Research Article  |   December 2017
Relationship Between Sensory Processing and Pretend Play in Typically Developing Children
Author Affiliations
  • Tara Roberts, BAppSci(OccTher), GCHE, is Lecturer, Department of Occupational Therapy, School of Health and Social Development, Deakin University, Waterfront Campus, Geelong, Victoria, Australia; tara.roberts@deakin.edu.au
  • Karen Stagnitti, PhD, GCHE, BOT, is Professor and Chair, Department of Occupational Therapy, School of Health and Social Development, Deakin University, Waterfront Campus, Geelong, Victoria, Australia
  • Ted Brown, PhD, MSc, MPA, BScOT(Hons),GCHPE, OT(C), OTR, is Associate Professor and Undergraduate Course Convener, Department of Occupational Therapy, School of Primary Health Care, Faculty of Medicine, Nursing, and Health Sciences, Monash University, Peninsula Campus, Frankston, Victoria, Australia
  • Anoo Bhopti is PhD candidate, Monash University, and Lecturer, First Year Occupational Therapy Coordinator, Department of Community and Clinical Allied Health, College of Science, Health and Engineering, La Trobe University, Bundoora, Victoria, Australia
Article Information
School-Based Practice / Sensory Integration and Processing / Special Section: Research Articles
Research Article   |   December 2017
Relationship Between Sensory Processing and Pretend Play in Typically Developing Children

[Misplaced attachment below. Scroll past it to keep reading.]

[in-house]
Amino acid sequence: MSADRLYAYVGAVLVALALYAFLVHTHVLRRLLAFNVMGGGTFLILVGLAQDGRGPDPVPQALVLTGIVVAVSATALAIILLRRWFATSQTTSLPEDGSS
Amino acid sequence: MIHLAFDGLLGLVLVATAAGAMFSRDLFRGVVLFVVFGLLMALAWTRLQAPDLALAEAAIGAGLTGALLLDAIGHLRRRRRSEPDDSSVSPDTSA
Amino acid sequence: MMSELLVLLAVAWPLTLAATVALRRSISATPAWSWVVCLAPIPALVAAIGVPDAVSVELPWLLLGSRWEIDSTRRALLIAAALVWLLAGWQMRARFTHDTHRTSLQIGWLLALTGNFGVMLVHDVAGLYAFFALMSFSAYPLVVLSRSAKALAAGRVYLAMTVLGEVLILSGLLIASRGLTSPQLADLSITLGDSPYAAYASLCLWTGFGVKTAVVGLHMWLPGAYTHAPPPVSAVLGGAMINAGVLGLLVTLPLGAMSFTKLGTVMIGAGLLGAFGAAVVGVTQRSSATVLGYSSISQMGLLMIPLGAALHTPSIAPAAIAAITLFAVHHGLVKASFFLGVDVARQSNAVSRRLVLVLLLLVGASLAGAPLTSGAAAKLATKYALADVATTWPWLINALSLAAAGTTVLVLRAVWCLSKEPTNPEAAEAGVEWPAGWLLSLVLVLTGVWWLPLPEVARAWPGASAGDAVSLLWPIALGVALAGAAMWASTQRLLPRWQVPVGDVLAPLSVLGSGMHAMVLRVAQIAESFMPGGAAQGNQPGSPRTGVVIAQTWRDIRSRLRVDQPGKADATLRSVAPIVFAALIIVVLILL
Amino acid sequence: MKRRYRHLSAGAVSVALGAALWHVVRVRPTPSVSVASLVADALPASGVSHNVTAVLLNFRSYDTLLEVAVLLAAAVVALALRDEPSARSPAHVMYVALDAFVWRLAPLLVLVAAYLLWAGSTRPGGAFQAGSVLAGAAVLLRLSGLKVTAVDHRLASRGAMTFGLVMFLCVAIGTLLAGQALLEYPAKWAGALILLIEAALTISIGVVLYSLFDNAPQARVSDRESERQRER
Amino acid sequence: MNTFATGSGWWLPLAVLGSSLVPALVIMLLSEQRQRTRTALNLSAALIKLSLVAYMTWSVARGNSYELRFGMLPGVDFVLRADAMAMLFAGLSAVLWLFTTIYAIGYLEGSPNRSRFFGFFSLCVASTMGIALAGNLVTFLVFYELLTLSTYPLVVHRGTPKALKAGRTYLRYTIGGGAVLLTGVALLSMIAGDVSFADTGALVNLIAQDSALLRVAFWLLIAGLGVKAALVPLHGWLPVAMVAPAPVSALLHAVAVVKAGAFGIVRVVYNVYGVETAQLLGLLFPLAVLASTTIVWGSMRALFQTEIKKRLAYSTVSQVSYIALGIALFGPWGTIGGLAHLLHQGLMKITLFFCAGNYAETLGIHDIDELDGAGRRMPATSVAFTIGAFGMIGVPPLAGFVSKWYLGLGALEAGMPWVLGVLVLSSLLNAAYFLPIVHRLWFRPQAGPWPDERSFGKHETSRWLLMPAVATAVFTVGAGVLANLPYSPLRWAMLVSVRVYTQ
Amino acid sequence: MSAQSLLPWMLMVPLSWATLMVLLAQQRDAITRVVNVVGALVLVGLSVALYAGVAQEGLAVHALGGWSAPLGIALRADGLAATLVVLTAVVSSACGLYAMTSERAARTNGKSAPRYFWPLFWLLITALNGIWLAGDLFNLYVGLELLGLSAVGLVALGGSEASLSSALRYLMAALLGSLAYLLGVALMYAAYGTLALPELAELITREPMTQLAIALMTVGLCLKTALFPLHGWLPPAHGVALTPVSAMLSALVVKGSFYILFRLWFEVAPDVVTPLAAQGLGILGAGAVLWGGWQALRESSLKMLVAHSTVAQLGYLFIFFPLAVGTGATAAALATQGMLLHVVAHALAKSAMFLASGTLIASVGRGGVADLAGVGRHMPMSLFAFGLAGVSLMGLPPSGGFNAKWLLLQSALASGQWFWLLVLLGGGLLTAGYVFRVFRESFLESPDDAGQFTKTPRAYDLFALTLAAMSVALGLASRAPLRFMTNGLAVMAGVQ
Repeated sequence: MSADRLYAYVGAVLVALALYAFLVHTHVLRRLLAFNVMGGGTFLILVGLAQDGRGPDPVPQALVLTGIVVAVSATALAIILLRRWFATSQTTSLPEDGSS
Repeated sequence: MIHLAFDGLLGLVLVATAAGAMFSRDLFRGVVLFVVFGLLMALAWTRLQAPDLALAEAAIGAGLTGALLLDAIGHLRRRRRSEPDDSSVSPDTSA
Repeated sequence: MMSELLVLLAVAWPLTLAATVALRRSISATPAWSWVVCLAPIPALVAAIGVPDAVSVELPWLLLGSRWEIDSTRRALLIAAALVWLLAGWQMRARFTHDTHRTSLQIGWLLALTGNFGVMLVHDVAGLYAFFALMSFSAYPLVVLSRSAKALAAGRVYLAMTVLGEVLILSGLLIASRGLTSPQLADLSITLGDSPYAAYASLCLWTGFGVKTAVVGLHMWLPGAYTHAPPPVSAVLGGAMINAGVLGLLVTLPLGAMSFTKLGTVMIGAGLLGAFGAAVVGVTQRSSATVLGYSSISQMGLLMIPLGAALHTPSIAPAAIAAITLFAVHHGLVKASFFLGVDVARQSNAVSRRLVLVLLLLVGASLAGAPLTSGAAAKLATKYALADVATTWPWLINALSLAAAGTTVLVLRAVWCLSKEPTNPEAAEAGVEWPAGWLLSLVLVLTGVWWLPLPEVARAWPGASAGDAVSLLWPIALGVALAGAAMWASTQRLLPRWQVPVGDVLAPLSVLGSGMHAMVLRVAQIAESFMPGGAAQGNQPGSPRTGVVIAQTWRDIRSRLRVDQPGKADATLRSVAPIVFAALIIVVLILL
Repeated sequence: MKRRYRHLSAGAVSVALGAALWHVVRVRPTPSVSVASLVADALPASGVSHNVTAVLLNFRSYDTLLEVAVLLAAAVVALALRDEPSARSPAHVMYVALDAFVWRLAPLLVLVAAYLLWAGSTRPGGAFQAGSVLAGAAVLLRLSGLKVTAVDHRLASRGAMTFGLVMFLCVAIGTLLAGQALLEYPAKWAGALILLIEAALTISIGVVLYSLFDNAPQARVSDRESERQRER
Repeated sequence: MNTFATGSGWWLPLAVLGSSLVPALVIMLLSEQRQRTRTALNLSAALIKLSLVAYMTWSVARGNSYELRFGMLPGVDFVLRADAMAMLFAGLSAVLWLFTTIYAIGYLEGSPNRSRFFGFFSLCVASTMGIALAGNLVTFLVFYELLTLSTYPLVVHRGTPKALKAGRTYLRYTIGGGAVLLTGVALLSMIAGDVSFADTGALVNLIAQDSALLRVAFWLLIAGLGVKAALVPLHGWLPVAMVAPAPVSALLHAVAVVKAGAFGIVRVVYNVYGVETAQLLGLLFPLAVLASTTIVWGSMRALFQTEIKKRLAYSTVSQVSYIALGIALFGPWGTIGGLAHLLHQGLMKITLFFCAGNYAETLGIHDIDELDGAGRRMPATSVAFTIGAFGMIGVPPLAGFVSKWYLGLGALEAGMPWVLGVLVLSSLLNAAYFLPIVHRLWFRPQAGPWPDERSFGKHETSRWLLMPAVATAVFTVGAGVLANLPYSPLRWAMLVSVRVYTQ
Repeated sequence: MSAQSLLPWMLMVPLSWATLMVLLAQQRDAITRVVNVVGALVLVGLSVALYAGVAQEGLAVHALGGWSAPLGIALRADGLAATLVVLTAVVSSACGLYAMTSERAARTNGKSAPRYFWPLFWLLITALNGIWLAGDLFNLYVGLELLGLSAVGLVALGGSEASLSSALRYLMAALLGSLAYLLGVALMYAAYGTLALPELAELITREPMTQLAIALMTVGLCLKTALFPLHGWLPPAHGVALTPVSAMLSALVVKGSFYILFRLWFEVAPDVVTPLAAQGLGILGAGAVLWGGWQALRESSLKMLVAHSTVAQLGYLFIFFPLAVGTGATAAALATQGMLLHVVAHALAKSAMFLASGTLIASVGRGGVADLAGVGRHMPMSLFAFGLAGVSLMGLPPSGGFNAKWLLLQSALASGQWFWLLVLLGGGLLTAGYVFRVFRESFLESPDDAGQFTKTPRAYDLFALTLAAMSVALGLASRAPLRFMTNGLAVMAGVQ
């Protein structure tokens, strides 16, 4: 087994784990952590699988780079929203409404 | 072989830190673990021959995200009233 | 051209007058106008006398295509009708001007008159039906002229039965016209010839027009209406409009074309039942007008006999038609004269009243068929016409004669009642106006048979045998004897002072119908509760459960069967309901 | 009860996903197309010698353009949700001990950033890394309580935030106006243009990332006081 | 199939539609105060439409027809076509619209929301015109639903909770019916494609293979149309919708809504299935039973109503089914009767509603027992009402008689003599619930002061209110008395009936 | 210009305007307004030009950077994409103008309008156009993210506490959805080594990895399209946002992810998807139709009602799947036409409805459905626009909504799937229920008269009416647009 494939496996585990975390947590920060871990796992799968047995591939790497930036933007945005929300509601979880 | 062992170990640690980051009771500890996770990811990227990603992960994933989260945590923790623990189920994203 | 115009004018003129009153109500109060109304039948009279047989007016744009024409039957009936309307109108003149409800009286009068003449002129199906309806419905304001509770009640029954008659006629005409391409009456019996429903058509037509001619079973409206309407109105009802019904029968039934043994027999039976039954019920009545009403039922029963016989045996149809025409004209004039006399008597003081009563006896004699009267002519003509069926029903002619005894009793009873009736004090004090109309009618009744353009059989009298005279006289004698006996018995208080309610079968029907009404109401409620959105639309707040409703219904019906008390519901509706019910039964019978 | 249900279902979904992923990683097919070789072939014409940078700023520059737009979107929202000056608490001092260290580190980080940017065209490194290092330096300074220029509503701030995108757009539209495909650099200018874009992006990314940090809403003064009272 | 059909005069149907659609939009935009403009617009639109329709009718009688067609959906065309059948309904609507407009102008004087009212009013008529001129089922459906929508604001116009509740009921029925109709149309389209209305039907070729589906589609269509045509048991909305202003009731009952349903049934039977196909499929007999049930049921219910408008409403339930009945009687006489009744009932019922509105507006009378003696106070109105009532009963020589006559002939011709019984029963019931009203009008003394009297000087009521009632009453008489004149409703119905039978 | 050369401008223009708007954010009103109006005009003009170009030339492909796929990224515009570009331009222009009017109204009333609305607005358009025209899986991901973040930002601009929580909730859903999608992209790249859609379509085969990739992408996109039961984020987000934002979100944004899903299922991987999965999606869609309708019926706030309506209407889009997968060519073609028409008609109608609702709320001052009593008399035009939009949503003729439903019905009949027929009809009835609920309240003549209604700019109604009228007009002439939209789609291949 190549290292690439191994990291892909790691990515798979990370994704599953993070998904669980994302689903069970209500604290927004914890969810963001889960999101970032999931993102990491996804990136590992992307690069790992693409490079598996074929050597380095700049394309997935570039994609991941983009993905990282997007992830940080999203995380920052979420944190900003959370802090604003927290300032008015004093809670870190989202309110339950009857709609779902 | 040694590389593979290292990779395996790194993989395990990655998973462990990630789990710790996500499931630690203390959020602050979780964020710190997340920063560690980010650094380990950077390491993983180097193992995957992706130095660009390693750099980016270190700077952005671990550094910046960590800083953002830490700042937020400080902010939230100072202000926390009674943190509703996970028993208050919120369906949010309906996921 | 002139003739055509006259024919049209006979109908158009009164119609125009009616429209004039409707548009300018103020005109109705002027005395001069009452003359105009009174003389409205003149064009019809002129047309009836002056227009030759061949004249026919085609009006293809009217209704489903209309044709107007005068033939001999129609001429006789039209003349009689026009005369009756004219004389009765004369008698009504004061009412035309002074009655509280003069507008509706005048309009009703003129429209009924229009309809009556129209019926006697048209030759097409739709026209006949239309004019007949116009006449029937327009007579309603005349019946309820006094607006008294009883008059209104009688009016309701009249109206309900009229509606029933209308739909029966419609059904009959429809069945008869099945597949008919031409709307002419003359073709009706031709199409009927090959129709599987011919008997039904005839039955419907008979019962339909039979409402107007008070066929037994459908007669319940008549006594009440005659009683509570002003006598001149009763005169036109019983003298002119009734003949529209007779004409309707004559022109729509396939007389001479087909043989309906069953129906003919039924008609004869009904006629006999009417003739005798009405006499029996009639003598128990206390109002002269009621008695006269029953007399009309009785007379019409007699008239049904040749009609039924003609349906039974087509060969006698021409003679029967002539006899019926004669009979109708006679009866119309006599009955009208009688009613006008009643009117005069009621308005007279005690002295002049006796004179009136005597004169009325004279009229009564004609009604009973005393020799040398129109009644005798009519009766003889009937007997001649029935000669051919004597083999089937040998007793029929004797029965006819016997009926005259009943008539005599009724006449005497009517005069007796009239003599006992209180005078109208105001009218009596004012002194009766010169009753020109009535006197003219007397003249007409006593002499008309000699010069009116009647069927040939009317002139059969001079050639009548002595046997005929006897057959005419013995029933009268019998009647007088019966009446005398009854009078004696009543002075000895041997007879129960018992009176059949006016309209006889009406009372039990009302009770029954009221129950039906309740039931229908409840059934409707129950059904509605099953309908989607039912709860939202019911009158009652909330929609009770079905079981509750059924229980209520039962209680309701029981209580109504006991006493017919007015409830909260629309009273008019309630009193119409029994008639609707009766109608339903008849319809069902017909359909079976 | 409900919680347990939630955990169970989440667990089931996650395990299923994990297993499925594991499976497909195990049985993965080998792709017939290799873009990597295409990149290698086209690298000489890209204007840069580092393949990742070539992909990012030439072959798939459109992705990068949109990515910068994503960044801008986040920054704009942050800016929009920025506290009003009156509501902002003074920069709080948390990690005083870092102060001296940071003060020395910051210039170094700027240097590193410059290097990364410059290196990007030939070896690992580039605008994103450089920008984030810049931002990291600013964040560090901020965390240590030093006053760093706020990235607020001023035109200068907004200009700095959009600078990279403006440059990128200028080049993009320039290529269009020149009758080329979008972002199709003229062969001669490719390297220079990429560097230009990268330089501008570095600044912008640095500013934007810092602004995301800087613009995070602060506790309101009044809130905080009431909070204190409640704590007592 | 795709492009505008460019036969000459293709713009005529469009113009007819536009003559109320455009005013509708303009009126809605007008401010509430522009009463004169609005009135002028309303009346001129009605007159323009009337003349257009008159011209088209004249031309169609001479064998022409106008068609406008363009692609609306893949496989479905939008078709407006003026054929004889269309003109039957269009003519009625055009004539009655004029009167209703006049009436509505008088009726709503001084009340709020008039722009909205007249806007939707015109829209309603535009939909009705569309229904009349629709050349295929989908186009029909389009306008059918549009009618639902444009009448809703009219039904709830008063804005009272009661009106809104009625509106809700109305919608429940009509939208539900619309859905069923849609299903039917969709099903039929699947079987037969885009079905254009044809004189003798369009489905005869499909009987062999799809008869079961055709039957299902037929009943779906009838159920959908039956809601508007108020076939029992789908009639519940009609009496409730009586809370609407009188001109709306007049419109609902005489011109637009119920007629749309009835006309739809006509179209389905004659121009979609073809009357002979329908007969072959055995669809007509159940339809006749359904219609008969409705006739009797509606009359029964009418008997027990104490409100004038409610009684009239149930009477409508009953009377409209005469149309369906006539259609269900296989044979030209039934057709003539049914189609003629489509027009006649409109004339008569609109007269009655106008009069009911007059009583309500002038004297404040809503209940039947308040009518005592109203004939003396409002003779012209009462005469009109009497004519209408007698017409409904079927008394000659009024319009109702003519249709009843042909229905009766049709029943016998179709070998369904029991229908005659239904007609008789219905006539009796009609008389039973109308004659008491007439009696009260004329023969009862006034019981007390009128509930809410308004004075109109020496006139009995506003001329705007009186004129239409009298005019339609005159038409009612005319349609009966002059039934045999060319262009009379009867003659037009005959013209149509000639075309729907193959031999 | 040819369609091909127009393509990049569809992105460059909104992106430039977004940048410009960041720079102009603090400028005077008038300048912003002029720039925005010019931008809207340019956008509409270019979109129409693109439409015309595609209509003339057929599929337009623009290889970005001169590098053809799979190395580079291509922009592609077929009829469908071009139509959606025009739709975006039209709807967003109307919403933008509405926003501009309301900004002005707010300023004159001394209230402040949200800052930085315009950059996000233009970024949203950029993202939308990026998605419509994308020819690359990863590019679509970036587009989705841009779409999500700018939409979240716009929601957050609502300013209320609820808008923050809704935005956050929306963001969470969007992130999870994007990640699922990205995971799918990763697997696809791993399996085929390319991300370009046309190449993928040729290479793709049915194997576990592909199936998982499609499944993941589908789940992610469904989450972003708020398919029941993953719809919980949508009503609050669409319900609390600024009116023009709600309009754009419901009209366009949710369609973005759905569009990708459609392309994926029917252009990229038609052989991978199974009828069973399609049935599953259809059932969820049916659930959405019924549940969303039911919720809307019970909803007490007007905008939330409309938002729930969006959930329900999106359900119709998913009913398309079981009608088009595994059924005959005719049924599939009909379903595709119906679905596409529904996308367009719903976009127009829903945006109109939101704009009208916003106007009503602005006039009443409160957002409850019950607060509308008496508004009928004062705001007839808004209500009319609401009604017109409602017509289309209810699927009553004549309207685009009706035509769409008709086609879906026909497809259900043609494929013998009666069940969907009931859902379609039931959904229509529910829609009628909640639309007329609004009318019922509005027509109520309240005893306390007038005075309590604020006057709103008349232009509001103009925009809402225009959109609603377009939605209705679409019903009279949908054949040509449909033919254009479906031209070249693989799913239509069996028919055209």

American Journal of Occupational Therapy, December 2017, Vol. 72, 7201195050p1-7201195050p8. doi:10.5014/ajot.2018.027623
American Journal of Occupational Therapy, December 2017, Vol. 72, 7201195050p1-7201195050p8. doi:10.5014/ajot.2018.027623
Abstract

OBJECTIVE. We sought to investigate the relationship between sensory processing and pretend play in typically developing children.

METHOD. Forty-two typically developing children ages 5–7 yr were assessed with the Child Initiated Pretend Play Assessment and the Home and Main Classroom forms of the Sensory Processing Measure (SPM).

RESULTS. There were significant relationships between elaborate pretend play and body awareness (r = .62, p < .01), balance (r = .42, p < .01), and touch (r = .47, p < .01). Object substitution was associated with social participation (r = .42, p < .05).

CONCLUSIONS. The sensory processing factors (from the SPM)—namely, Body Awareness, Balance, Touch, and Social Participation—were predictive of the quality of children’s engagement in pretend play in the home environment. The results indicated that, to engage and participate in play, children are involving sensory processing abilities, especially body awareness, balance, and touch.